I was so sad to hear of Helen Gooderham’s death at the end of April. Helen, my predecessor at the Glebe Report, took on the unenviable task of teaching me the basics of writing and editing and layout. I had a degree in English from Queen’s University but no journalism training. Helen somehow made it all sound doable and with her continuing help, it was.
Putting a paper out in the seventies was very different from today. We wrote the entire paper on a single, borrowed IBM Selectric typewriter, and we used yards of a product called Letraset to measure out columns and put borders around ads. I sometimes wonder how many bottles of correcting fluid we consumed. We lugged the freshly laid-out paper over to the bus terminal and sent it up the highway to Fred Runge in Renfrew. Within a few days the printed papers would arrive back, ready for distribution to the volunteer deliverers.
The first thing I did as the new editor – and certainly the wisest – was to recruit Liz Pritchard, then living on Third Avenue, to handle the business side of things and to do the lion’s share of layout. Liz had a steadier hand than I and she was a master at selling ads and keeping our accounts in order.
We used the Gooderham’s dining room on Clemow Avenue for my first couple of months until the wonderful Inder and Mo Handa, now of Handa Travel, offered us free space. The brothers owned a health food store at the corner of Second and Bank where Feleena’s is now. They gave us the upstairs of the store and keys so we could come and go outside of business hours. It was an astounding act of faith when I think back on it now. Liz and I and our many volunteers trooped up and down those stairs at all hours, past bins of fruits, vegetables and delicious baked goods. They trusted us not to rob them blind or to leave the door open after we left. On deadline day, we often worked until midnight; when hunger struck, we would raid the bakery case, leaving money for samosas and other delicacies for Inder when he came in the next day.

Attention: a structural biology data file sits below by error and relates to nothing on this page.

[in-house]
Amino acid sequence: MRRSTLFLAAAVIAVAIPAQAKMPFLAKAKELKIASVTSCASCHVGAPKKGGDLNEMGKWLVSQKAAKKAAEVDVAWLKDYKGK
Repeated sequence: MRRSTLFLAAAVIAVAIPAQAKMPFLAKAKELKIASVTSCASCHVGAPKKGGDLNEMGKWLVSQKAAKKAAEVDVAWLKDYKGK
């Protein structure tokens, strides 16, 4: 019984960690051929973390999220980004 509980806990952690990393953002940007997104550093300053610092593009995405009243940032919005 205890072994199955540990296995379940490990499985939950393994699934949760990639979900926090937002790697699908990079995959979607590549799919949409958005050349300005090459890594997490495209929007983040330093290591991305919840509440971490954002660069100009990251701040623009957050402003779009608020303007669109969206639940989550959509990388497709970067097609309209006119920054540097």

We needed a permanent space though. Within a few months, we were able to negotiate a small room off the main hall of the Glebe Community Centre. Our temptation then became The Pantry. It was all we could do to remain working when Ilse Kyssa started firing up her homemade soup and muffins for the day. Ilse was ahead of her time in her knowledge and respect for organic and vegetarian foods. I still use many of the recipes she contributed to the Glebe Report each month.
The Glebe Report in those days hired high school and university students to run the two summer issues. They were fine papers and the kids often went on to become journalists or writers. I think of Alfred Holden, who is now Sunday “Ideas” editor of the Toronto Star. Alfred edited my first summer issue when he was sixteen or seventeen and he stayed on to help until he began studies in journalism at Carleton University.